Let's see what the interwebs have to say. The top web result for this query, entitled "In Which These are the 100 Greatest Writers of All Time," has 14 female and 86 male writers on its top ten list, going all the way back to one of the first writers ever known -- a guy who may not even have been real -- Homer. Moving over to Wikipedia, an encyclopedic list of "The 100 Best Books of All Time" proposed by some survey of 100 writers conducted by the Norwegian Book Club, has 10 out of 100 books by 9 female authors (two books by Virginia Woolf are on the list).
In this survey, women require their own list -- otherwise they would barely appear at all. Fifteen of the list of 101 top writers "according to critics" are women. This online public voting website has 15 out of 100 slots devoted to women, but a few different names from other lists, such as J.K. Rowling and Sylvia Plath, do appear.
Jane Austen is the only female to appear on the first slide of the Google image scroll for a search for "Greatest Authors of All Time" and "Top Authors of All Time." The scroll does change depending on minor wording changes. Sometimes she's in the middle; other times, she's at the end. Slightly better is womens' placement on Wikipedia's list of 88 bestselling authors: a clean 20% or 22 out of 88 are female, counting Jan Berenstain, half of the Berenstain Bear author team.
This survey of 125 current authors and their "favorite books" turned up an average of two out of ten female authors on each of the "top 10" lists.
Eleven (11) of the top fifty (50) "Greatest Books of All Time" from GreatestBooks.org are written by women, with the usual Jane Austen/Virginia Woolf duplicates, but a welcome surprise in Margaret Mitchell's Gone With the Wind, possibly the American novel with the greatest scope. Nineteen of 50 books published in the 2000s on the "GreatestBooks.org" website are identified as written by women; the list includes multiple titles from several female authors (Zadie Smith, J.K. Rowling). According to the site's author, "This list is generated from 43 "best of" book lists from a variety of great sources. An algorithm is used to create a master list based on how many lists a particular book appears on. Some lists count more than others." This explanation gives some illumination as to how books few have read appear by huge bestsellers; however, there's no algorithm to excuse a truly horribly-written, conceived, nasty book like Philip Roth's The Human Stain appearing on such a list. Next to The Lovely Bones.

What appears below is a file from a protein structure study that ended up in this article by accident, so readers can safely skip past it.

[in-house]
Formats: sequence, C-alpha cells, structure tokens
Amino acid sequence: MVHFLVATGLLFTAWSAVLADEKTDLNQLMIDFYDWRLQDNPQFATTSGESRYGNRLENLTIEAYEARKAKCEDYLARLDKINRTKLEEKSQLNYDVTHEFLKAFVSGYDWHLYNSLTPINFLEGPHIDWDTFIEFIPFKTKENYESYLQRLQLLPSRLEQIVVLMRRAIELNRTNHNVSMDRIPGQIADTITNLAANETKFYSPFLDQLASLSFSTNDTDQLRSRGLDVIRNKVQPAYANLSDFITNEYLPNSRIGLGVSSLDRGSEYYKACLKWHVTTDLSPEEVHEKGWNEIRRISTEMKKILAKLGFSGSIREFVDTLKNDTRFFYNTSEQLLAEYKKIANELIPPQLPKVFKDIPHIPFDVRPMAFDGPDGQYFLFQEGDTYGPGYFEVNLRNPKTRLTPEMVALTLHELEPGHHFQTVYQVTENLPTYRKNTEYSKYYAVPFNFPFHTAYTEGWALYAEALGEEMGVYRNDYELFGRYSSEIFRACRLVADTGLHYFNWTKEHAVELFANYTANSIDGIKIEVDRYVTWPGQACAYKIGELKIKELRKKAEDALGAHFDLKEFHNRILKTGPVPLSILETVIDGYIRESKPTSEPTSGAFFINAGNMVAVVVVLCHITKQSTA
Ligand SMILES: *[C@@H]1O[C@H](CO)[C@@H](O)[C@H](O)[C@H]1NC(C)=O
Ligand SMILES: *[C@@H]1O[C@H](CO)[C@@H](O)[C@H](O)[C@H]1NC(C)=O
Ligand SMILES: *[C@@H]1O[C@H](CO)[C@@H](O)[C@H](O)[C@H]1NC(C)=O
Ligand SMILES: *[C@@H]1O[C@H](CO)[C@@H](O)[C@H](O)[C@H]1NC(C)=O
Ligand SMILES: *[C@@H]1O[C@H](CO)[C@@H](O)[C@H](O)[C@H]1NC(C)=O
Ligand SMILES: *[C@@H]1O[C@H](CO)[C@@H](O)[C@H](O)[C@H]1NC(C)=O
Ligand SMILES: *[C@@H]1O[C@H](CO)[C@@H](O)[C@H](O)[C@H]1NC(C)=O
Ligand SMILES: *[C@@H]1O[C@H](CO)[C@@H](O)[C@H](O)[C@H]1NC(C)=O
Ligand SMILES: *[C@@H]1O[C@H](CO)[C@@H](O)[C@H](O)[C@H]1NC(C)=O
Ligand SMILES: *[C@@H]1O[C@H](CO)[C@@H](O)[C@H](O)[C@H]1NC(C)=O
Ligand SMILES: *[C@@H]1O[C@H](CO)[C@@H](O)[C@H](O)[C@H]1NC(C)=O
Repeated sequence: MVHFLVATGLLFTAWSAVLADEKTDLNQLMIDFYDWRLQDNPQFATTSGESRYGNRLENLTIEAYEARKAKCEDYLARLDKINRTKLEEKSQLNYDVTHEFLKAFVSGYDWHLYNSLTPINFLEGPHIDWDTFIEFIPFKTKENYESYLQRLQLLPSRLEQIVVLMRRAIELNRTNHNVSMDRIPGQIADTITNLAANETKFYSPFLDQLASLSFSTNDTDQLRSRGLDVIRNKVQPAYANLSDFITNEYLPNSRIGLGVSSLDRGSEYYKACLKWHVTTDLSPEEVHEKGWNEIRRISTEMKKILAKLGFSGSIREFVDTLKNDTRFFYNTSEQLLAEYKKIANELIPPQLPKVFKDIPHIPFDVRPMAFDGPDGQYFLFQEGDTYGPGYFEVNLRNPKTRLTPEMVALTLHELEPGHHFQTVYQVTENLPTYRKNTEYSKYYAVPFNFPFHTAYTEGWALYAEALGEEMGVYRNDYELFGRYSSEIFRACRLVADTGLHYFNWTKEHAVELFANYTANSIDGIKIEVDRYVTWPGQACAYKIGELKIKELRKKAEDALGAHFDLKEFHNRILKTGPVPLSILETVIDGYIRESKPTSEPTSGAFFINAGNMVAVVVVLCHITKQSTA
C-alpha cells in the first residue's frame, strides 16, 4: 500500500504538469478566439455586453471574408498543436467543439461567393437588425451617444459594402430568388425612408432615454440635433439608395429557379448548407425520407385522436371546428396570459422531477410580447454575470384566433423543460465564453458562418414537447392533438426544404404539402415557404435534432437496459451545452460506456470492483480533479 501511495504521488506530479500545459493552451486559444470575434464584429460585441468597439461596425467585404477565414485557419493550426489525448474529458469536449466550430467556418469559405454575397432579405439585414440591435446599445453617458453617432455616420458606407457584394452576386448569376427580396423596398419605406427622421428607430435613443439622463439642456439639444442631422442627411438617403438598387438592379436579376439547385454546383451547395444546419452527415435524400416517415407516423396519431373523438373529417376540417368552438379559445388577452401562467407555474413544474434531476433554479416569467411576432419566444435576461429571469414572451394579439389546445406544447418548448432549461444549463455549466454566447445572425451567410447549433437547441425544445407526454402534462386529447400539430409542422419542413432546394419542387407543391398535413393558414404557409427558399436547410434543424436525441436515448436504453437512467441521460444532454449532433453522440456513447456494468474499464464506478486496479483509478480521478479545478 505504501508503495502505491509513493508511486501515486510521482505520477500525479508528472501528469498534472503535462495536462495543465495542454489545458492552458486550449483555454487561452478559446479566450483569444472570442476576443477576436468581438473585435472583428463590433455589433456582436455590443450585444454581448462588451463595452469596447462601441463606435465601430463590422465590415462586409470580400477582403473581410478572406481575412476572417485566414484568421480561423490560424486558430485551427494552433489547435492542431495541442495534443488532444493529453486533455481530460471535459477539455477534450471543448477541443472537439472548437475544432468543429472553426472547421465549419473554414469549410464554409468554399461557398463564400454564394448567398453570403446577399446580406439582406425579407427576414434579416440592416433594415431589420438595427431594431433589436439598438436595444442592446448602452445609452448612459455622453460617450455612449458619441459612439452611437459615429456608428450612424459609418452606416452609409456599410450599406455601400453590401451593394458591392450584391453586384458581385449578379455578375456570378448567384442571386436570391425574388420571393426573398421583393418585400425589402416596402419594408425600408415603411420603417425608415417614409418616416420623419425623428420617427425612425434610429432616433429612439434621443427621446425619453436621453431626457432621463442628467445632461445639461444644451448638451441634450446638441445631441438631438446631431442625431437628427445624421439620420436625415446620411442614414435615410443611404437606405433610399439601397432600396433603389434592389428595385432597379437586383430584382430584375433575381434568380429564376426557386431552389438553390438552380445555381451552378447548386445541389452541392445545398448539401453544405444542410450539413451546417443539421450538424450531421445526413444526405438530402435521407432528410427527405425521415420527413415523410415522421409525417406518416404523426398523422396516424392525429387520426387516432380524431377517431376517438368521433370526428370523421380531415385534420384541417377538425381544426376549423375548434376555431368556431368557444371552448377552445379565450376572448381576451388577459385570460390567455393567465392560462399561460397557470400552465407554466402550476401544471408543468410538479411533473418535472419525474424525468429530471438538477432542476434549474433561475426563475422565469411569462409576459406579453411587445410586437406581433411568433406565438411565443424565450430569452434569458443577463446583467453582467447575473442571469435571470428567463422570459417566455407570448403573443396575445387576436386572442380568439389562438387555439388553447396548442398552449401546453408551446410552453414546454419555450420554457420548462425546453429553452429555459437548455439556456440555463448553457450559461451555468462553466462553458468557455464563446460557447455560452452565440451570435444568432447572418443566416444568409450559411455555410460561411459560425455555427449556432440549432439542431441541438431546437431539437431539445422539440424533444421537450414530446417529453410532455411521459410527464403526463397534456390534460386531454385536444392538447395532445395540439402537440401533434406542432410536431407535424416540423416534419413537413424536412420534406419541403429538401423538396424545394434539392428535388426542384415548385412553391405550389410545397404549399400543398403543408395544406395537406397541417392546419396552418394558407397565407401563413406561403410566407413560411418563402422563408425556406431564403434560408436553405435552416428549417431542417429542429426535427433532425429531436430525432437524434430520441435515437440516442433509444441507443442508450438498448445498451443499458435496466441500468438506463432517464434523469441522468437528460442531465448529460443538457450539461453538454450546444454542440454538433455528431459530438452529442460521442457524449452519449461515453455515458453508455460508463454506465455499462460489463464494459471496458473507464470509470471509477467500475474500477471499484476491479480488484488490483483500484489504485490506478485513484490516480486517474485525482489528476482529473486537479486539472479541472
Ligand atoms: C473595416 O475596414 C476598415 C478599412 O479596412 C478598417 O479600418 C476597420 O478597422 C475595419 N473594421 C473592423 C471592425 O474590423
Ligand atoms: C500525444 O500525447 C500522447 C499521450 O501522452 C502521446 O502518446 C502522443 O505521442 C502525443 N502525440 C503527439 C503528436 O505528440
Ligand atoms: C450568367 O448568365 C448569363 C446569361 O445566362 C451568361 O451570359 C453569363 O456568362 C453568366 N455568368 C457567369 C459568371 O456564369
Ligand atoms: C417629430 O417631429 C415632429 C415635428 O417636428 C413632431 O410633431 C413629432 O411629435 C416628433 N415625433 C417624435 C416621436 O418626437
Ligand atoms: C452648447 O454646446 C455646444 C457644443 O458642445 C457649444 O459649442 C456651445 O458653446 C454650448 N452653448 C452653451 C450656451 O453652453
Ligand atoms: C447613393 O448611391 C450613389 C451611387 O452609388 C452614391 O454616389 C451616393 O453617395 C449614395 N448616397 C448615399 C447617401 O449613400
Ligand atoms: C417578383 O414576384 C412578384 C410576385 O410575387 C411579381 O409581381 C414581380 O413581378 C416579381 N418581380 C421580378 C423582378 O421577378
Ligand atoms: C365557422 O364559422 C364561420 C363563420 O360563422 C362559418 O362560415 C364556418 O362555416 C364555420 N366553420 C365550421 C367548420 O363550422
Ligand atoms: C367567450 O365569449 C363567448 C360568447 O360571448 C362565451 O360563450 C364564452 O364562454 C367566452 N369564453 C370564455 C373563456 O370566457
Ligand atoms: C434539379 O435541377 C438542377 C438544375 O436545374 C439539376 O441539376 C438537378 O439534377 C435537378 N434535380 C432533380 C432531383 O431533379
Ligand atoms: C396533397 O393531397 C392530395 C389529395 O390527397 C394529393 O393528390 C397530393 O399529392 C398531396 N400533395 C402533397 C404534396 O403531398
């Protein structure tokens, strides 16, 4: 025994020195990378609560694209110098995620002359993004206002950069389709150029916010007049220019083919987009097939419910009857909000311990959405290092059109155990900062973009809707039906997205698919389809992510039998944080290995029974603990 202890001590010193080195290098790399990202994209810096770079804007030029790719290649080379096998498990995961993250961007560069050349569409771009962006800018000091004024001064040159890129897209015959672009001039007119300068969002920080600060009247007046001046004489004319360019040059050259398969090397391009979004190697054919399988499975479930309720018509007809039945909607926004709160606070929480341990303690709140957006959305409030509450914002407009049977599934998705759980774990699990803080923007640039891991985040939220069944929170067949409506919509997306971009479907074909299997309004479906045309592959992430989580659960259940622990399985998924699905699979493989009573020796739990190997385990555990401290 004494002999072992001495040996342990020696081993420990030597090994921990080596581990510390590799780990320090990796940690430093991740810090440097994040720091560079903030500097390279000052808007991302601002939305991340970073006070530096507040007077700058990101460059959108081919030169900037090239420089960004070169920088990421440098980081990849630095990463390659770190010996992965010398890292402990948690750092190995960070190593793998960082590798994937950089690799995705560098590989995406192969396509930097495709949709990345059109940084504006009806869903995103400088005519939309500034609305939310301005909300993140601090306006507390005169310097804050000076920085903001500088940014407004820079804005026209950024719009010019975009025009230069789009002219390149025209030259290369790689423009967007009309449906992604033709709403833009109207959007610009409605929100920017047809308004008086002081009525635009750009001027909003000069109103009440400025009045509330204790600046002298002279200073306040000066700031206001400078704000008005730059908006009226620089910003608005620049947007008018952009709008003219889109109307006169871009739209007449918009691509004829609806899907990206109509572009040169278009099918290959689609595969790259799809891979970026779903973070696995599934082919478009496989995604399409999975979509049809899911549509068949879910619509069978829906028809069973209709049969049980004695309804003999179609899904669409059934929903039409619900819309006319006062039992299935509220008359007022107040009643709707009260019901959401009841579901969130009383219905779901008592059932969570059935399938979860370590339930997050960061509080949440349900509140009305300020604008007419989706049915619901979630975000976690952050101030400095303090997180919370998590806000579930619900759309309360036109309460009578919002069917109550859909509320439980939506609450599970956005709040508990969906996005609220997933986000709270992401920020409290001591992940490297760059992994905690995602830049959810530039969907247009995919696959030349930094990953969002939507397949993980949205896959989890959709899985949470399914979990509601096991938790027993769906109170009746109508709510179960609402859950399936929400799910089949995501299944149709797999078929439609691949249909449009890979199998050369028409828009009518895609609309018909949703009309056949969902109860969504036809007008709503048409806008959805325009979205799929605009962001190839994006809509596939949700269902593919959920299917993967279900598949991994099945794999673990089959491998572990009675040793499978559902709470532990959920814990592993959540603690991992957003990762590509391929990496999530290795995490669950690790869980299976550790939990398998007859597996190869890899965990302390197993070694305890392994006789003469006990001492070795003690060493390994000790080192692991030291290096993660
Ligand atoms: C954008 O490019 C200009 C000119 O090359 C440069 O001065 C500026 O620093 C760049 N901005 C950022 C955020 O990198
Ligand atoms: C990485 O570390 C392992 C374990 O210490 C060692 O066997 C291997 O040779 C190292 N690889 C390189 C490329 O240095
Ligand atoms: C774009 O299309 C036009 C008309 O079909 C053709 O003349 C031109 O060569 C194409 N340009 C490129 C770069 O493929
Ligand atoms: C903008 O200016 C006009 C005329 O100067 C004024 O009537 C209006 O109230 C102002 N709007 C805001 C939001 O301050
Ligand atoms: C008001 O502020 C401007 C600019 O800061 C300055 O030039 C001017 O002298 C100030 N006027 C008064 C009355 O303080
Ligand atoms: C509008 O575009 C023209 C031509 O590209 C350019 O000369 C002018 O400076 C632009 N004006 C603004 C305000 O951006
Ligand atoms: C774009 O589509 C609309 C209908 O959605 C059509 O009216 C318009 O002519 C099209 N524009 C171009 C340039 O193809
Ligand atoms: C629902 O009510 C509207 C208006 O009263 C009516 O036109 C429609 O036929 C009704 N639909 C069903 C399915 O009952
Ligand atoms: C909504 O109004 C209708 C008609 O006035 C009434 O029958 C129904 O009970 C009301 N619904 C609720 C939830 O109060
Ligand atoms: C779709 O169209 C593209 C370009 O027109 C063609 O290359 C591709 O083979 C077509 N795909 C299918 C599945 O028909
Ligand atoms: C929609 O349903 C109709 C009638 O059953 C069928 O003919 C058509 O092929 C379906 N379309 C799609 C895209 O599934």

I like to just look in this title at random to pick out choice bits.
There's no accounting for this kind of talent.
Coleman had first seen the woman mopping the post office floor when he went around late one day, a few minutes before closing time, to get his mail -- a thin, tall, angular woman with graying blond hair yanked back into a ponytail and the kind of severely sculpted features customarily associated with the church-ruled, hardworking goodwives who suffered through New England's harsh beginnings, stern colonial women locked up within the reigning morality and obedient to it. Her name was Faunia Farley, and whatever miseries she endured she kept concealed behind one of those inexpressive bone faces that hide nothing and bespeak an immense loneliness. Faunia lived in a room at a local dairy farm where she helped with the milking in order to pay her rent. She'd had two years of high school education.
That's the second paragraph of the book. It's told third-hand. In other words, it's not the narrator Zuckerman who's getting it on with Faunia Farley. It's "Coleman Silk," the black literature professor who's passed all his life as white.
Maybe Roth would like to take on a girl who's had a little more than two years of high school education. And who's actually worked for a writing living.